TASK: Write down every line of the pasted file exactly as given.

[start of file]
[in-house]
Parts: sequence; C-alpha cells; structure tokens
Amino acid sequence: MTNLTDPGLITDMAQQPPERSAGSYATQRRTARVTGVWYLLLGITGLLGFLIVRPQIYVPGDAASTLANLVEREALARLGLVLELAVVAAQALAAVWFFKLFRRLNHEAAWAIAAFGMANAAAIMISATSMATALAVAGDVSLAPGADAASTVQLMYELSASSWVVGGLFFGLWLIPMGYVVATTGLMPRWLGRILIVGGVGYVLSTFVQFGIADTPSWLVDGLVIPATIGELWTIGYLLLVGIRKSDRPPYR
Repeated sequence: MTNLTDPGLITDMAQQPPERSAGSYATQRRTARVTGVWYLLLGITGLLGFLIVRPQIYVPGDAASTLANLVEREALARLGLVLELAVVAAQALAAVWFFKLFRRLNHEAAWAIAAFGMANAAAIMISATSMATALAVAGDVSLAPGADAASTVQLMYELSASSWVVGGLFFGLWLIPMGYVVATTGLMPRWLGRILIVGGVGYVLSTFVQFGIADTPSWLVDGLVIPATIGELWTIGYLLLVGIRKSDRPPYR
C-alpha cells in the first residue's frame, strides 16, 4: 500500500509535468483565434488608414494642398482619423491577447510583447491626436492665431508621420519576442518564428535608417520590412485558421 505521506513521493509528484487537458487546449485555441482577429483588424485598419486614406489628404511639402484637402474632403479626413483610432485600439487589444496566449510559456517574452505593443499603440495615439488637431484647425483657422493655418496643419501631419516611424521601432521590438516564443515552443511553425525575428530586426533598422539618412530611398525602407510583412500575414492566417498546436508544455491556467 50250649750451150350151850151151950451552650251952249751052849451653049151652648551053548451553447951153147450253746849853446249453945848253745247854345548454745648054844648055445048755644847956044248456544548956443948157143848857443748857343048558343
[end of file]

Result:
[in-house]
Parts: sequence; C-alpha cells; structure tokens
Amino acid sequence: MTNLTDPGLITDMAQQPPERSAGSYATQRRTARVTGVWYLLLGITGLLGFLIVRPQIYVPGDAASTLANLVEREALARLGLVLELAVVAAQALAAVWFFKLFRRLNHEAAWAIAAFGMANAAAIMISATSMATALAVAGDVSLAPGADAASTVQLMYELSASSWVVGGLFFGLWLIPMGYVVATTGLMPRWLGRILIVGGVGYVLSTFVQFGIADTPSWLVDGLVIPATIGELWTIGYLLLVGIRKSDRPPYR
Repeated sequence: MTNLTDPGLITDMAQQPPERSAGSYATQRRTARVTGVWYLLLGITGLLGFLIVRPQIYVPGDAASTLANLVEREALARLGLVLELAVVAAQALAAVWFFKLFRRLNHEAAWAIAAFGMANAAAIMISATSMATALAVAGDVSLAPGADAASTVQLMYELSASSWVVGGLFFGLWLIPMGYVVATTGLMPRWLGRILIVGGVGYVLSTFVQFGIADTPSWLVDGLVIPATIGELWTIGYLLLVGIRKSDRPPYR
C-alpha cells in the first residue's frame, strides 16, 4: 500500500509535468483565434488608414494642398482619423491577447510583447491626436492665431508621420519576442518564428535608417520590412485558421 505521506513521493509528484487537458487546449485555441482577429483588424485598419486614406489628404511639402484637402474632403479626413483610432485600439487589444496566449510559456517574452505593443499603440495615439488637431484647425483657422493655418496643419501631419516611424521601432521590438516564443515552443511553425525575428530586426533598422539618412530611398525602407510583412500575414492566417498546436508544455491556467 50250649750451150350151850151151950451552650251952249751052849451653049151652648551053548451553447951153147450253746849853446249453945848253745247854345548454745648054844648055445048755644847956044248456544548956443948157143848857443748857343048558343